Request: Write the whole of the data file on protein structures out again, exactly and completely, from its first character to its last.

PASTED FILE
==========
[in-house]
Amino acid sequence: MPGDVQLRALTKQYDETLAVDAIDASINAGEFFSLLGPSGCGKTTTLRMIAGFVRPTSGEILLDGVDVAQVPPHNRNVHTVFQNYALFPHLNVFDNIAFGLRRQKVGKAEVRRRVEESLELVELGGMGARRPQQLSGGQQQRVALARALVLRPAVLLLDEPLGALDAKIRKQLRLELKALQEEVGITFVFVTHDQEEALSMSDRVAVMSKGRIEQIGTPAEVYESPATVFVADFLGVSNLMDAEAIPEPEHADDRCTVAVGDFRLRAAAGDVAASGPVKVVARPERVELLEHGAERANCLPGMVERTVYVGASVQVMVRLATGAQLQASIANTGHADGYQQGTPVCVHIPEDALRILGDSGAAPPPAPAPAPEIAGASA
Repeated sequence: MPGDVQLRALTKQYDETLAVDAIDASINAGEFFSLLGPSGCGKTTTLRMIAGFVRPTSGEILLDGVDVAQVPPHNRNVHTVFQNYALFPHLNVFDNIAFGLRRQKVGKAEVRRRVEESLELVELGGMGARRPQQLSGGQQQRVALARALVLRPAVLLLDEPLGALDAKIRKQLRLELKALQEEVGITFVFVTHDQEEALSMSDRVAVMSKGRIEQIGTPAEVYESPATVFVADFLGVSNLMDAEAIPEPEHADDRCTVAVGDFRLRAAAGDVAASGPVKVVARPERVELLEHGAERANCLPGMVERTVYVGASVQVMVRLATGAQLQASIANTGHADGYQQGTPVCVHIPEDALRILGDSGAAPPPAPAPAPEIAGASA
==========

[in-house]
Amino acid sequence: MPGDVQLRALTKQYDETLAVDAIDASINAGEFFSLLGPSGCGKTTTLRMIAGFVRPTSGEILLDGVDVAQVPPHNRNVHTVFQNYALFPHLNVFDNIAFGLRRQKVGKAEVRRRVEESLELVELGGMGARRPQQLSGGQQQRVALARALVLRPAVLLLDEPLGALDAKIRKQLRLELKALQEEVGITFVFVTHDQEEALSMSDRVAVMSKGRIEQIGTPAEVYESPATVFVADFLGVSNLMDAEAIPEPEHADDRCTVAVGDFRLRAAAGDVAASGPVKVVARPERVELLEHGAERANCLPGMVERTVYVGASVQVMVRLATGAQLQASIANTGHADGYQQGTPVCVHIPEDALRILGDSGAAPPPAPAPAPEIAGASA
Repeated sequence: MPGDVQLRALTKQYDETLAVDAIDASINAGEFFSLLGPSGCGKTTTLRMIAGFVRPTSGEILLDGVDVAQVPPHNRNVHTVFQNYALFPHLNVFDNIAFGLRRQKVGKAEVRRRVEESLELVELGGMGARRPQQLSGGQQQRVALARALVLRPAVLLLDEPLGALDAKIRKQLRLELKALQEEVGITFVFVTHDQEEALSMSDRVAVMSKGRIEQIGTPAEVYESPATVFVADFLGVSNLMDAEAIPEPEHADDRCTVAVGDFRLRAAAGDVAASGPVKVVARPERVELLEHGAERANCLPGMVERTVYVGASVQVMVRLATGAQLQASIANTGHADGYQQGTPVCVHIPEDALRILGDSGAAPPPAPAPAPEIAGASA